The Herald-Dispatch on October 23, 2012 released the following:
HUNTINGTON — A federal jury has acquitted a Columbus, Ohio, man on an allegation that he illegally possessed a firearm.
The jury disagreed with federal prosecutors, who argued Deshawn King had possession of a .357 caliber pistol, even though authorities found the weapon in a woman’s apartment at a time when King was outside of the residence.
Jurors returned their verdict Friday after two and half hours of deliberation. The case had stemmed from a June 20 incident in the 900 block of 11th Avenue.
King had been prohibited from possessing any firearm due to a May 30, 2002, conviction for aggravated robbery in Franklin County, Ohio.
Defense attorney R. Lee Booten and his client were relieved by the jury’s verdict. The attorney described the case as complicated. It was never a matter of King having the gun in his hands, pocket or personal residence, but instead it being stored inside someone else’s apartment that he had access to.
Booten praised U.S. District Judge Robert C. Chambers for his use of prior case law to fairly instruct the jury as to the complexities of the case.
A criminal complaint, filed at the beginning of the case, alleged that King admitted to having purchased the pistol in Columbus. Booten said that statement was part of the prosecution’s case, however he argued King made up that story as he went along.
Prior to last week’s trial, federal prosecutors had dismissed another count of the indictment. It alleged King had possessed a ,22 caliber pistol, a .45 caliber pistol and a 9 mm pistol Dec. 9, 2011, in Huntington. That dismissal was upon Chambers deciding some of King’s statements to police were inadmissible at trial, according to court documents.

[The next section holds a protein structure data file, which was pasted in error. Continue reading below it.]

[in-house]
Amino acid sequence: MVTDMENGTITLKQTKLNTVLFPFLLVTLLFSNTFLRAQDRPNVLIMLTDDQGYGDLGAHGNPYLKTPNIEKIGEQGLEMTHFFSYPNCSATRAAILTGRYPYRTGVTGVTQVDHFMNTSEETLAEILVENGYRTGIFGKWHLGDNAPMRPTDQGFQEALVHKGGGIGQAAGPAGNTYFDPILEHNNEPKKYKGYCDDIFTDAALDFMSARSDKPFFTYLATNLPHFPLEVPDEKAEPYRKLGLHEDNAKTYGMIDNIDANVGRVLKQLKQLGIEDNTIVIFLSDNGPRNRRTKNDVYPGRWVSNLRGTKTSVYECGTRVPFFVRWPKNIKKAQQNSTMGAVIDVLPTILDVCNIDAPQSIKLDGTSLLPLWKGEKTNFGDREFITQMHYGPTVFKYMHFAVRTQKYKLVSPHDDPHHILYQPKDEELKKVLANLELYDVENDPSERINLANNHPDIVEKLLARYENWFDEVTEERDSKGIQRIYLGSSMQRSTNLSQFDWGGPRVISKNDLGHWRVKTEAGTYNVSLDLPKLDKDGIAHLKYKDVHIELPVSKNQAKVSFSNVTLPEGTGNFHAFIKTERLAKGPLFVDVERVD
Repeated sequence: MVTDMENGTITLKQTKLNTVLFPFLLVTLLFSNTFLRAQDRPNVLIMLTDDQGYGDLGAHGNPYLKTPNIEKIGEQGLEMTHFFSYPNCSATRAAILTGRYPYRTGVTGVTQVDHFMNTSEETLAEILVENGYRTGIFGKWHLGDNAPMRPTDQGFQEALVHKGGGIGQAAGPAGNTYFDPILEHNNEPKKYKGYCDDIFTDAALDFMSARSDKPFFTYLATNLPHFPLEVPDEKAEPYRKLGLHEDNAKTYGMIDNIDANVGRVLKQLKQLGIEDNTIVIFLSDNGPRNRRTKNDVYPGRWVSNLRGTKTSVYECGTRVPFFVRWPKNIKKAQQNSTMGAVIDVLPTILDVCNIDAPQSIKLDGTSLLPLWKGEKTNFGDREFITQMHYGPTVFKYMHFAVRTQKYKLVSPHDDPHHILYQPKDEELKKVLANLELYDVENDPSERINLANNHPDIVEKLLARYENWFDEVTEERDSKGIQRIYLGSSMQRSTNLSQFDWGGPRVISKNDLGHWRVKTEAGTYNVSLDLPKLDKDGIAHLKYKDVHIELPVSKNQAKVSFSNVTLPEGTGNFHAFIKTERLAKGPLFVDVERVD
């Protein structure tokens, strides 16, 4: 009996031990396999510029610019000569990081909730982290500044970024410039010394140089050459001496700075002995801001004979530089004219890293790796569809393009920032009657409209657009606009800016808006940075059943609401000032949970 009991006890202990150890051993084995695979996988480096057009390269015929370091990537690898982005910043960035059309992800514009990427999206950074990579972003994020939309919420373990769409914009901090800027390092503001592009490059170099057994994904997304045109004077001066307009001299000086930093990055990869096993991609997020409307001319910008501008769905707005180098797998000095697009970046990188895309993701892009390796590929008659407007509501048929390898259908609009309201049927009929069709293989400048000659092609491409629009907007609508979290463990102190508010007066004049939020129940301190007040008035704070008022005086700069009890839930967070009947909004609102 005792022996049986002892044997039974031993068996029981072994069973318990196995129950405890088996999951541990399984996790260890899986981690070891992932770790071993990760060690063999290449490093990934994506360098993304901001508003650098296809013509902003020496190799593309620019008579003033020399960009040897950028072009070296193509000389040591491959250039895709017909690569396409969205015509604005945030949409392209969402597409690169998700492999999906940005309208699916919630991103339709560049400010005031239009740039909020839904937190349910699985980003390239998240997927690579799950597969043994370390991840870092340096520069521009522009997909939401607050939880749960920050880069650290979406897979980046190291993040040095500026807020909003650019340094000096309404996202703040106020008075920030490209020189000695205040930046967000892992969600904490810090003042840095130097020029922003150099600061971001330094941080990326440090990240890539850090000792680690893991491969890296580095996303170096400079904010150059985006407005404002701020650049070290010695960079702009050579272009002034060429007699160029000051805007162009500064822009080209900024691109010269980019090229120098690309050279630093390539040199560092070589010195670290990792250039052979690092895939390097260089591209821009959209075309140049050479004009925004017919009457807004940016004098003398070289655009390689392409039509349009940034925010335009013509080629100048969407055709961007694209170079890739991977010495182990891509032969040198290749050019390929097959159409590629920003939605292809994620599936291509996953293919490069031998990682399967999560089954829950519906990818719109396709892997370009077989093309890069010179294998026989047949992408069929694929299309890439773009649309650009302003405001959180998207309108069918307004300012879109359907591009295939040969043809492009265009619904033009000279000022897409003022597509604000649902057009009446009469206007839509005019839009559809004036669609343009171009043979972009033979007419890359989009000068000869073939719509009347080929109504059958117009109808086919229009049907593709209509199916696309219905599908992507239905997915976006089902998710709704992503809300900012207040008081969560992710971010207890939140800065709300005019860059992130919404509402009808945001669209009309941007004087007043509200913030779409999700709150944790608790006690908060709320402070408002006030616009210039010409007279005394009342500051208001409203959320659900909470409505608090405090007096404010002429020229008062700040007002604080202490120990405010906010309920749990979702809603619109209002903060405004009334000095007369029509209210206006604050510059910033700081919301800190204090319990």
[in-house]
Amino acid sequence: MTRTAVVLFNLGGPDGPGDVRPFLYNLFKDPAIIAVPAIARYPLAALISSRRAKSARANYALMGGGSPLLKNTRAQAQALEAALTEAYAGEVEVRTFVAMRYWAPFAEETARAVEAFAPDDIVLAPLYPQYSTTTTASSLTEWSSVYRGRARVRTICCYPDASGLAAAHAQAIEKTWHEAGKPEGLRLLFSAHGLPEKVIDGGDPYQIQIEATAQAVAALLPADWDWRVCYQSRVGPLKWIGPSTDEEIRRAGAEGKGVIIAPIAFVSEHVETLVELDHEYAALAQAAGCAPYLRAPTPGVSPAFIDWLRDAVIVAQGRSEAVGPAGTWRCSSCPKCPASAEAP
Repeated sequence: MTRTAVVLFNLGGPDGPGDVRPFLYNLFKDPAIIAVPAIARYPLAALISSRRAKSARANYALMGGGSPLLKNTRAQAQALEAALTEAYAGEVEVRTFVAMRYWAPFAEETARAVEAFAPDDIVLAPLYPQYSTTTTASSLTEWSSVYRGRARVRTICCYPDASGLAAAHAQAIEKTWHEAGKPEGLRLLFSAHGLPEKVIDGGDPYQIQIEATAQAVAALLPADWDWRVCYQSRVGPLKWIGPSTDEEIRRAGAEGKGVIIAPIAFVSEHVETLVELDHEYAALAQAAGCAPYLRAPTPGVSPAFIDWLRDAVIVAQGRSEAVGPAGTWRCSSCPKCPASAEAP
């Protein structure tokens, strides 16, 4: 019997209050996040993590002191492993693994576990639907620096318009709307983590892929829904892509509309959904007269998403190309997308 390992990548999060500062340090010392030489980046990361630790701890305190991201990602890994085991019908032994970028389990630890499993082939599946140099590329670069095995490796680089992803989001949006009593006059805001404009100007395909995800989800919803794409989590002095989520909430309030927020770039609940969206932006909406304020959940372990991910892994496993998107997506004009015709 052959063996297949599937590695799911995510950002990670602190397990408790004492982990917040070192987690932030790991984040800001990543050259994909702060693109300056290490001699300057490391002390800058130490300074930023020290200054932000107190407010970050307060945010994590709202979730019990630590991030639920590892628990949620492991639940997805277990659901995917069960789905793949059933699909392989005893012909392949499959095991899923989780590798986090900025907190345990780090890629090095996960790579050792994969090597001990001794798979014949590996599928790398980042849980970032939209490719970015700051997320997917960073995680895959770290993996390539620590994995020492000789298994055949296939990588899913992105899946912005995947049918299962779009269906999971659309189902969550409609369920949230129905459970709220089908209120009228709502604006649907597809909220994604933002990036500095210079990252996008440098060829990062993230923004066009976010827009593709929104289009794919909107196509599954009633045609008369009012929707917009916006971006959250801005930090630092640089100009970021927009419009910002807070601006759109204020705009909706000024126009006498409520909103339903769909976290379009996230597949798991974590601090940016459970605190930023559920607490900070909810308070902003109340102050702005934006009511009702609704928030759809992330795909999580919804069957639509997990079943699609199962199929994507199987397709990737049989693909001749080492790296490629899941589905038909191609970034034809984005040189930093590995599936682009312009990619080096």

Despite Friday’s acquittal, King remained in custody Monday morning at the Carter County Detention Center in Grayson, Ky.
The continued incarceration stems from a probation revocation in the state of Ohio. It involves allegations that King left Ohio without permission to stay with a woman at her 11th Avenue residence in Huntington, Booten said.
Friday’s result marks the second not-guilty verdict in a federal firearms case since August for the U.S. Attorney’s Office in Huntington. The first verdict followed defense arguments indicating that defendant, also a prior felon, had possessed his weapon in self-defense.
Booten placed no significance in the two acquittals, instead saying both were the result of rare, atypical and complex firearms cases.
The greatest majority of felon-in-possession cases end with a guilty verdict as defendants typically come to an agreement with prosecutors to avoid trial.”
Douglas McNabb – McNabb Associates, P.C.’s
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